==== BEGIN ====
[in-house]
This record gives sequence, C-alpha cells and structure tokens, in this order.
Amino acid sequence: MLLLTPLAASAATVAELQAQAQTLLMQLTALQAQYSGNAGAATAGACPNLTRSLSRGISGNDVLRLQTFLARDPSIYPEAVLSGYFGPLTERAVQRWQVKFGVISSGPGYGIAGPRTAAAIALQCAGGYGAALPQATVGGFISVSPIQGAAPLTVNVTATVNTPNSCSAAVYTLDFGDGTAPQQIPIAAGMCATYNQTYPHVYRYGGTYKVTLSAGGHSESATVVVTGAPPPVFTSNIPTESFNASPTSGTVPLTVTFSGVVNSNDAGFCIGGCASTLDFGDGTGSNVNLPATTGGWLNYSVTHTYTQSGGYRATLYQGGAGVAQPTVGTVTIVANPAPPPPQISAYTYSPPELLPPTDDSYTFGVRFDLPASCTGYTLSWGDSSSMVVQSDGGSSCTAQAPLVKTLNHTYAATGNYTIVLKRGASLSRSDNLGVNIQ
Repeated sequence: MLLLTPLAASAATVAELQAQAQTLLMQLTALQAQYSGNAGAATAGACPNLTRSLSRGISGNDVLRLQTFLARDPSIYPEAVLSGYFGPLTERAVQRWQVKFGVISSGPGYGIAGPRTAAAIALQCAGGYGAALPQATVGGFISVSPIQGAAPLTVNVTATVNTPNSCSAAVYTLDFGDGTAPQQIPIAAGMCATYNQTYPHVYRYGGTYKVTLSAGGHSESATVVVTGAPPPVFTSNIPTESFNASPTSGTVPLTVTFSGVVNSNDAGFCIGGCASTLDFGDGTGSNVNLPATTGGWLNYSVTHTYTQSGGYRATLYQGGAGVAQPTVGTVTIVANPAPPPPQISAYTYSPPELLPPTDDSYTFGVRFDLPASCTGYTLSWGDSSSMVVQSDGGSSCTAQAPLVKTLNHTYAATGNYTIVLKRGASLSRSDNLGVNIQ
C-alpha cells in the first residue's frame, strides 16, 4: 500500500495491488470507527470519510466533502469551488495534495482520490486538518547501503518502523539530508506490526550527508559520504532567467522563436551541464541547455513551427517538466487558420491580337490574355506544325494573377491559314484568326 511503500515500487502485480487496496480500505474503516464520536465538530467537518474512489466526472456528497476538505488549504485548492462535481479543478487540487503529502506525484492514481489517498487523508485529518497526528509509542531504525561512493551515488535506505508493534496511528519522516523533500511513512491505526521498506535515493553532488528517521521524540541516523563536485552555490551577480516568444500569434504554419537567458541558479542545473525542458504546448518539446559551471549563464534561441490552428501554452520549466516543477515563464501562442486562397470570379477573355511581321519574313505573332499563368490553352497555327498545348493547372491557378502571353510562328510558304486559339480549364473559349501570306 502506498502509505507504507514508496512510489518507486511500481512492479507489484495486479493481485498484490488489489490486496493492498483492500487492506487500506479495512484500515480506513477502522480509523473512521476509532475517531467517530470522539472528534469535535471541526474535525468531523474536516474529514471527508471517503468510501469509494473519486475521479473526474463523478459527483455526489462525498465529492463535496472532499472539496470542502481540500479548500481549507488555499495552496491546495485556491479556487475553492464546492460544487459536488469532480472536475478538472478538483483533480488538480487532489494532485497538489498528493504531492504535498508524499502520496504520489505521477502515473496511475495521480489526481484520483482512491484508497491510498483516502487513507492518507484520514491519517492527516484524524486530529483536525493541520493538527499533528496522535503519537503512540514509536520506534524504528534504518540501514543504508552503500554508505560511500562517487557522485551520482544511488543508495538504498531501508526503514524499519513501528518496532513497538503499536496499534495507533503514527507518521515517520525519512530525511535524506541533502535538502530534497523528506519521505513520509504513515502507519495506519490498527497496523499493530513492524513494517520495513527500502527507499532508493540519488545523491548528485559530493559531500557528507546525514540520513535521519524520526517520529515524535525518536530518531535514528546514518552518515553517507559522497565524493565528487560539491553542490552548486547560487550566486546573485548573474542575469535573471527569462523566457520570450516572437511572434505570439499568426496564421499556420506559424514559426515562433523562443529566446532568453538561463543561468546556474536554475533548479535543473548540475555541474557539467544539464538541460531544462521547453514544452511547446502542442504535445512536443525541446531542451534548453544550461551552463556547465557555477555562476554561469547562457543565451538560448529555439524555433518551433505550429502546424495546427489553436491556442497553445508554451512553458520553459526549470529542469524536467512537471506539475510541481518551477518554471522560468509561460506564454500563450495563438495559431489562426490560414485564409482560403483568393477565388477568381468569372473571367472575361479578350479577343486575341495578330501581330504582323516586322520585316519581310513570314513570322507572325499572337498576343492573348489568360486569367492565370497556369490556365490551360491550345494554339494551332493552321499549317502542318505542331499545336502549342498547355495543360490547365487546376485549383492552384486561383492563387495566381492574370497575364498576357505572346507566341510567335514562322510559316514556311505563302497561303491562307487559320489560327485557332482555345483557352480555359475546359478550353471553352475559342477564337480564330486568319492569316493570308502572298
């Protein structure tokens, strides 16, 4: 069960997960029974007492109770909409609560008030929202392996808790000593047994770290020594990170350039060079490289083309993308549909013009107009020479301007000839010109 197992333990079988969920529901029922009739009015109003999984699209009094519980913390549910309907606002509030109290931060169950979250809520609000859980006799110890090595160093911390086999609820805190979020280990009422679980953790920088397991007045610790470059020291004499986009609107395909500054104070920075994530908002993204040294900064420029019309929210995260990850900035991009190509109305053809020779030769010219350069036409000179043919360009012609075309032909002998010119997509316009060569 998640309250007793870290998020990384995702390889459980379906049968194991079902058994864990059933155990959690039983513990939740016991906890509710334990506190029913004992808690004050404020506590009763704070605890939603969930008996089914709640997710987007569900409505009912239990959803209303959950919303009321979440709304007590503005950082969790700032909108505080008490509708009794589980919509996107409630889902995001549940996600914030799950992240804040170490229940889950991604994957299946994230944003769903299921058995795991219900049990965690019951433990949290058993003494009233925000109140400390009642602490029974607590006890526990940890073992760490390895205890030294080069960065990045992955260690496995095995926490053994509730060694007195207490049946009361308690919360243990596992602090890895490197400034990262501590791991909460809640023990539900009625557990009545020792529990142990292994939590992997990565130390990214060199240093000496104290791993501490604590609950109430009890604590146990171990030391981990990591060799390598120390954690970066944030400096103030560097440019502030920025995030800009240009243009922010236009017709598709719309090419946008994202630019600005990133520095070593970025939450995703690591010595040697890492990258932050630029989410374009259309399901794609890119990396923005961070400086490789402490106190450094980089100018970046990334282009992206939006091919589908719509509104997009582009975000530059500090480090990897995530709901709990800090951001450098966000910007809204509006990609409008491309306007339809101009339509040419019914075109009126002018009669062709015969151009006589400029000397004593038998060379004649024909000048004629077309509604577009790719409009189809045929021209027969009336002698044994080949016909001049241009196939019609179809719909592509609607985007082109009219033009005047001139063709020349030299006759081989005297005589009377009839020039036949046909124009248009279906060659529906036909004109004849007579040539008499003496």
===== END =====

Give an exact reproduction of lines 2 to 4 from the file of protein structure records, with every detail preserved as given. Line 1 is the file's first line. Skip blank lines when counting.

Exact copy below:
This record gives sequence, C-alpha cells and structure tokens, in this order.
Amino acid sequence: MLLLTPLAASAATVAELQAQAQTLLMQLTALQAQYSGNAGAATAGACPNLTRSLSRGISGNDVLRLQTFLARDPSIYPEAVLSGYFGPLTERAVQRWQVKFGVISSGPGYGIAGPRTAAAIALQCAGGYGAALPQATVGGFISVSPIQGAAPLTVNVTATVNTPNSCSAAVYTLDFGDGTAPQQIPIAAGMCATYNQTYPHVYRYGGTYKVTLSAGGHSESATVVVTGAPPPVFTSNIPTESFNASPTSGTVPLTVTFSGVVNSNDAGFCIGGCASTLDFGDGTGSNVNLPATTGGWLNYSVTHTYTQSGGYRATLYQGGAGVAQPTVGTVTIVANPAPPPPQISAYTYSPPELLPPTDDSYTFGVRFDLPASCTGYTLSWGDSSSMVVQSDGGSSCTAQAPLVKTLNHTYAATGNYTIVLKRGASLSRSDNLGVNIQ
Repeated sequence: MLLLTPLAASAATVAELQAQAQTLLMQLTALQAQYSGNAGAATAGACPNLTRSLSRGISGNDVLRLQTFLARDPSIYPEAVLSGYFGPLTERAVQRWQVKFGVISSGPGYGIAGPRTAAAIALQCAGGYGAALPQATVGGFISVSPIQGAAPLTVNVTATVNTPNSCSAAVYTLDFGDGTAPQQIPIAAGMCATYNQTYPHVYRYGGTYKVTLSAGGHSESATVVVTGAPPPVFTSNIPTESFNASPTSGTVPLTVTFSGVVNSNDAGFCIGGCASTLDFGDGTGSNVNLPATTGGWLNYSVTHTYTQSGGYRATLYQGGAGVAQPTVGTVTIVANPAPPPPQISAYTYSPPELLPPTDDSYTFGVRFDLPASCTGYTLSWGDSSSMVVQSDGGSSCTAQAPLVKTLNHTYAATGNYTIVLKRGASLSRSDNLGVNIQ